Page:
• There are different quality proteins, just as fats – you’ve heard me talk about essential fats from nuts, seeds, and fish before, and that’s in comparison to saturated fats from meat and other animal products. Good quality protein means that it contains the most amount of amino acids – the building blocks or bricks that make protein what it is. Aiming for foods that offer the widest array of protein helps your focus, energy and concentration be more stable; that’s where eggs come in as a fast protein hit, as well as all the dairy products too, so milk, plain yogurt, greek yogurt, kefir, cottage cheese, cheese and ricotta. Each of them have slightly different profiles, but overall you’re going to get a good hit. Adding in seeds like hemp, chia, sunflower and pumpkin seeds in either a powder or handful gives fats, nutrients and fibre too. 
  • In the vain of keeping local, I do look out for where I can get dairy from Ontario farmers, because it’s always better from closer to home. You can ensure it’s a locally made product by looking for the little blue cow logo. 
  • Oatmeal is another high fiber choice, and when you soak it overnight in the fridge in milk, it actually aids in digestion, so often a better choice if you feel that what you’re doing right now doesn’t have the staying power. Are you getting the theme here? Carbs from whole grains, mixed with protein from milk, even some added seeds have way more staying power. And once you soak a big batch, it’s super speedy to heat up in the morning so one batch can last a few days.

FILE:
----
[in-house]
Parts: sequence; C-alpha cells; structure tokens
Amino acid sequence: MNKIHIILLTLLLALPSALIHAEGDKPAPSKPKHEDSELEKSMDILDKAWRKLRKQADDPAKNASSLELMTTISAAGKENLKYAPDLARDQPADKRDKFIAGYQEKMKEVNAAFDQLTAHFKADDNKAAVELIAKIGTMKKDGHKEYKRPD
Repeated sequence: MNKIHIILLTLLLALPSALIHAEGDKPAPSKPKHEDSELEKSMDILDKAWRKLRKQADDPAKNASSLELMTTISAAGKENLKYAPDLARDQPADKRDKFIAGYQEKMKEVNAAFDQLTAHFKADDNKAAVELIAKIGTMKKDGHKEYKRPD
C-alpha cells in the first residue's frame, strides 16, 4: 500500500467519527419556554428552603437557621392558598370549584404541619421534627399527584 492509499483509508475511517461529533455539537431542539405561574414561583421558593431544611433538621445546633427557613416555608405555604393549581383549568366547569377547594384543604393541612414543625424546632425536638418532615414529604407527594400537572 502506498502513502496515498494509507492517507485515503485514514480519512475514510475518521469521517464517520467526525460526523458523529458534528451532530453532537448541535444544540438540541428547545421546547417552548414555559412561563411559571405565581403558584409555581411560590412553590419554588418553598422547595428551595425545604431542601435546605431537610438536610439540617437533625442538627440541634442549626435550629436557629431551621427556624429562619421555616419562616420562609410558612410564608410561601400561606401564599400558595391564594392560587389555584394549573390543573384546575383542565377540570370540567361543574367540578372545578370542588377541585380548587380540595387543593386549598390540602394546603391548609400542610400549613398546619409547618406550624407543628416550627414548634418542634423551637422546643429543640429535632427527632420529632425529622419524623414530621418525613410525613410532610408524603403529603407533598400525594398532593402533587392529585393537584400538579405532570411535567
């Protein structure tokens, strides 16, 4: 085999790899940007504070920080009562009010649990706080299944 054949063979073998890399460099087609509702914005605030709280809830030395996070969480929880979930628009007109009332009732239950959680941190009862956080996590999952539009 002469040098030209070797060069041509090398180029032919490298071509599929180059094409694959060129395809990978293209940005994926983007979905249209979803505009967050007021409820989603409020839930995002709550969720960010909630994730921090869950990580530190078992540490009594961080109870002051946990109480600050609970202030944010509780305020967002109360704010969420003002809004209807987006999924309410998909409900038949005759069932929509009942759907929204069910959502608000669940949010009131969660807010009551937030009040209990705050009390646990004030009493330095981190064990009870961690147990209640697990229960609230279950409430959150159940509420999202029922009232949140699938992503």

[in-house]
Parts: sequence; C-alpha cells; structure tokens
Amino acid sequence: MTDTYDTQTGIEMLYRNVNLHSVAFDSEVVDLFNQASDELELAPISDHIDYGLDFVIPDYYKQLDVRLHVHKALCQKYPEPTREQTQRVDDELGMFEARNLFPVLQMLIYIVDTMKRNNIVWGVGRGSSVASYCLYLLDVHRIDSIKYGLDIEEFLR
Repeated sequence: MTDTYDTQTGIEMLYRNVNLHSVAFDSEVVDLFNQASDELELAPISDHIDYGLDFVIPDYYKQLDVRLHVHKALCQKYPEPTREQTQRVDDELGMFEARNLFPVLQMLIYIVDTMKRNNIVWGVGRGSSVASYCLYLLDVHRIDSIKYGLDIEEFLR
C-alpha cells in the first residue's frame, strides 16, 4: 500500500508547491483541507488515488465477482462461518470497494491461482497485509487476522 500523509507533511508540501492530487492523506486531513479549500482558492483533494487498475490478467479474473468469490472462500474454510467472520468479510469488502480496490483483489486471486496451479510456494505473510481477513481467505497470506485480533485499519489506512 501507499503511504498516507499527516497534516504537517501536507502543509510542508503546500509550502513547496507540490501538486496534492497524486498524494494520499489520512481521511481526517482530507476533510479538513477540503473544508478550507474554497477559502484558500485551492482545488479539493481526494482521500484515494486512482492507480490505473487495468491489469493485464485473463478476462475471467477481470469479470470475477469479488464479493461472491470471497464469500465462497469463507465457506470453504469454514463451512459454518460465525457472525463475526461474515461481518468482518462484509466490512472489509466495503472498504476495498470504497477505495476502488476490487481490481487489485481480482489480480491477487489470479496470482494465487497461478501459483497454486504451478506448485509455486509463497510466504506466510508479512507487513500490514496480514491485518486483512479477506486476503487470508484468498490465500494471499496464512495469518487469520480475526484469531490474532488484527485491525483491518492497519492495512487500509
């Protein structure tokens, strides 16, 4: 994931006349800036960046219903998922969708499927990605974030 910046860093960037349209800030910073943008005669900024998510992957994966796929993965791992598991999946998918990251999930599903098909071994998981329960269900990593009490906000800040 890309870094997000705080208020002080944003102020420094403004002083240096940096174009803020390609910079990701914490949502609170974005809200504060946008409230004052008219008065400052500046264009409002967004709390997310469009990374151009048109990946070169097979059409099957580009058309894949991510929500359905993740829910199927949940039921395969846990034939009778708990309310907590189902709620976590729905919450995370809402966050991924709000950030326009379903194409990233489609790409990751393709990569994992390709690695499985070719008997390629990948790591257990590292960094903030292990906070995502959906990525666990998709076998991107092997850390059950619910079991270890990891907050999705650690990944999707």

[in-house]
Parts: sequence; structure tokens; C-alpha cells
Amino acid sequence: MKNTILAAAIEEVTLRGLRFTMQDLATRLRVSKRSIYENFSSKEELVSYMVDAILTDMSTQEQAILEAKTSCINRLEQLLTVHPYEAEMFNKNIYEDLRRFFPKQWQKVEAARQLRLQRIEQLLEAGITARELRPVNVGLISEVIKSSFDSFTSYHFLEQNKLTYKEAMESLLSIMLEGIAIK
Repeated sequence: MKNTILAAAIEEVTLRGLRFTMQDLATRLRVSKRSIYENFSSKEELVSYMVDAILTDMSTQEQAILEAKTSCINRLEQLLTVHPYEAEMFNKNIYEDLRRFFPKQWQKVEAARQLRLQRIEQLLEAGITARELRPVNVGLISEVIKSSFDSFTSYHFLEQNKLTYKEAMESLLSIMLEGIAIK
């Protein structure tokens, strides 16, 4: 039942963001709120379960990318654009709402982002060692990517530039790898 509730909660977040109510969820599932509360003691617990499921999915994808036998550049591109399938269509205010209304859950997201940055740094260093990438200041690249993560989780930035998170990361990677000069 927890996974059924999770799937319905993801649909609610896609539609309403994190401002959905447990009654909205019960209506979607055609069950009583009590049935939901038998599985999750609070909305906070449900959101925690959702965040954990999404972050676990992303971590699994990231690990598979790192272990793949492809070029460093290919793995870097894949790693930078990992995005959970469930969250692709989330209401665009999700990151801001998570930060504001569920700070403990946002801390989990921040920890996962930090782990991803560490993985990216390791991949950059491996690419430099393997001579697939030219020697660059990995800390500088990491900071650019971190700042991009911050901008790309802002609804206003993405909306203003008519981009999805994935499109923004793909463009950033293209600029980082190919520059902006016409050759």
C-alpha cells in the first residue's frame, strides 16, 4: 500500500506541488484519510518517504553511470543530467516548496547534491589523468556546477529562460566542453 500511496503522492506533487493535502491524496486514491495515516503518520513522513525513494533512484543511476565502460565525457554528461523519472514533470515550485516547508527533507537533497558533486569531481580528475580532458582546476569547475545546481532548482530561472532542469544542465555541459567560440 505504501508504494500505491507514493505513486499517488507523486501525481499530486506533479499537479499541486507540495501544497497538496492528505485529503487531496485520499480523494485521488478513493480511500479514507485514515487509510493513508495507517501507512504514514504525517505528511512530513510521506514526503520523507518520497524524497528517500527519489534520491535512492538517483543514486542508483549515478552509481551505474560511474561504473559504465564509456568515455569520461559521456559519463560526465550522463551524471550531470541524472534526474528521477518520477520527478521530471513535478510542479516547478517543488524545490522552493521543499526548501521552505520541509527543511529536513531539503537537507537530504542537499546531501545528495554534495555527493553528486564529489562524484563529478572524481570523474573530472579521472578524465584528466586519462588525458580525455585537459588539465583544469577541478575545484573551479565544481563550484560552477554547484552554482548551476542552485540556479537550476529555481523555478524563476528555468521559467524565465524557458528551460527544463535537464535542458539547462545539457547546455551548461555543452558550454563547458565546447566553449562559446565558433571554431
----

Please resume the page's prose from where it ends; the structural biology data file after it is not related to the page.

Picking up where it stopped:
• Breakfast foods don’t have to be traditional. I also love having my Apple Crumble recipe (recipe below) as a make once and eat for a few days breakfast. The oats, seeds, fruit, butter, and with an added dollop of plain greek yogurt, you’ll tick all the boxes with this one.
  • Boil up a bunch of eggs to grab on the go with a piece of fruit, if you’re super busy as the day starts. On Facebook, Samantha, JT and Leigh are all about the EGGS in any form. I do love poached, but if fried or scrambled make it onto my plate, I’m game because in any way eggs are a great and fast protein hit. 
  • Breakfast doesn’t have to be the full-course meal but on weekends, go for it. Craig on Facebook replied that Steak and eggs coffee juice hash browns and slices of tomato. That may not be for everyone with the time that they have available, so sometimes on the weekend you can go for it! Paul on FB has a full english fry up on the weekend and having lived in England for 15 years and had my fair share of fry ups, I’m not sure if I ever needed lunch after that!